Eighteen years ago, John Elway ducked out of training camp for a couple of days in order to go on a recruiting trip. The then-quarterback of the Broncos traveled to the annual motorcycle rally in Sturgis, S.D. in an effort to convince a future Hall of Fame left tackle to give him one more season in the trenches. In the end, No. 7 got his man, as Gary Zimmerman returned for one final year in orange and blue, a key moment in Denver’s first Super Bowl season.

It’s time for Elway to hit the road once again, whether it’s to Knoxville, Indianapolis, Miami or wherever he needs to go. Now the general manager of the Broncos, another recruiting visit is necessary.

This go around, it’s not for an offensive lineman. It is to convince someone who is ultimately bound for Canton to give it one more season in the Mile High City. And once again, No. 7 needs to put forth a great sales pitch, convincing a player to come out of retirement and help save the day.

That’s right, Elway needs to coax Peyton Manning back to Denver for one more season.

Anyone who watched the Broncos’ second preseason game, a 31-24 loss to the 49ers on Saturday night, understands why. None of the three quarterbacks currently on the roster has any business trying to defend Denver’s championship; even at 40 years old, Manning does.

Plenty of people will laugh at the notion, thinking that No. 18 is an over-the-hill, washed-up version of his old self. But those are folks who put way too much emphasis on statistics. Yes, Manning’s numbers were abysmal last year, as he threw 17 interceptions and just nine touchdowns in 10 appearances, but those were mostly a byproduct of three correctable factors – an atrocious offensive line, a system that doesn’t fit his talents and a foot injury that lingered throughout the season.

When Manning was allowed to be Manning – think the fourth quarter at Kansas City or the second half in Indianapolis – he showed flashes of still being a prolific quarterback. When he was forced to play Gary Kubiak’s system, or some version of it, he looked like a fish out of water.

Right now, however, there are certainly reasons to question the head coach’s approach to offense. The Broncos are once again sputtering, as five different quarterbacks have now struggled to find a rhythm running Kubiak’s attack, a trend that dates all the way back to last preseason. Other than the aforementioned bright moments from Manning, as well as Brock Osweiler’s highlights during the first half in Pittsburgh and the fourth quarter against New England, anemic production was the norm in 2015 and has continued this year. Perhaps it’s time to consider some changes.

That would certainly make the pitch to Manning simpler; let the quarterback run the system he’s always run. His offense, paired with Denver’s devastating defense, would make the Broncos the prohibitive favorites to once again hoist the Lombardi Trophy.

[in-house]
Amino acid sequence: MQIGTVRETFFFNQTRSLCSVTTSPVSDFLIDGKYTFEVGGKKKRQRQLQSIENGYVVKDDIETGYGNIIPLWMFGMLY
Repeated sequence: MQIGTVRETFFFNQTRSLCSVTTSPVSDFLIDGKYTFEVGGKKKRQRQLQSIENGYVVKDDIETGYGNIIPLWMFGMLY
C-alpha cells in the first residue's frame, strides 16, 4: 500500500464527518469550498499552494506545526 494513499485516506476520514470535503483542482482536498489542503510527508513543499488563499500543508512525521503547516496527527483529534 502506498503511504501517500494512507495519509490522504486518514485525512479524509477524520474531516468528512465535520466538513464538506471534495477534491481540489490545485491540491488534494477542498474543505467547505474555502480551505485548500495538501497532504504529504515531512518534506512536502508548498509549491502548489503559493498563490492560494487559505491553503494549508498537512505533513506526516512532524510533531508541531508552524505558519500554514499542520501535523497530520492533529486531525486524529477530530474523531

It’d be possible because of the changes the team has made to its offensive line. They’ve replaced four of the five starters from Super Bowl 50, an 80 percent overhaul that demonstrates just how overmatched that group was on a weekly basis last season. Manning would have a much better chance for success behind a line that features Russell Okung and Donald Stephenson at tackle, Max Garcia and (hopefully) Ty Sambrailo at guard, and Matt Paradis back at center.

Assuming Manning’s foot has healed, something that seven months of not participating in OTAs, minicamps or training camp should have aided, the stage would be set for one final season. And there’s little doubt that the future Hall of Fame quarterback would like to go out on a better note, at least in terms of his play, than he did last season; it can’t sit well with him that most people claim that he was simply along for the championship ride.

On that front, Elway can share his own history; he can remind Manning how he won a title despite not having a great day, only to return for another championship season that was capped by an MVP performance in Super Bowl XXXIII. Such a scenario would have to be appealing to Manning.

Back-to-back titles are certainly possible in Denver; they have the roster, especially on defense, to make another run. But it’s not happening with any of the current quarterbacks at the helm. Mark Sanchez has proven that he hasn’t been able to shake the turnover bug that’s plagued him throughout his career. Trevor Siemian looks like a guy who has never thrown an NFL pass. Paxton Lynch is less than one year removed from starting against Missouri State.

Yes, Lynch is the quarterback of the future in Denver; the preseason has proven that to be true. But the defending champs need a bridge to their young quarterback; they need someone that allows them to not squander their current opportunity, while still getting ready for the transition.

Manning would be the perfect guy for that role; he only has one more season in him – an all-too-appropriate 18th campaign in the NFL – so his presence wouldn’t stunt the development of Lynch. And he’s clearly capable of leading this Broncos team to a title, as he’s already done it once.

The Broncos are currently $5.7 million under the salary cap; they can save another $3.5 million by cutting Sanchez. That’s more than enough room to make a deal with Manning.

It’d be the comeback of all comebacks – The Sheriff riding into town to save the day, before heading off into the sunset once and for all. And all it will take is another August trip from the Broncos’ best recruiter.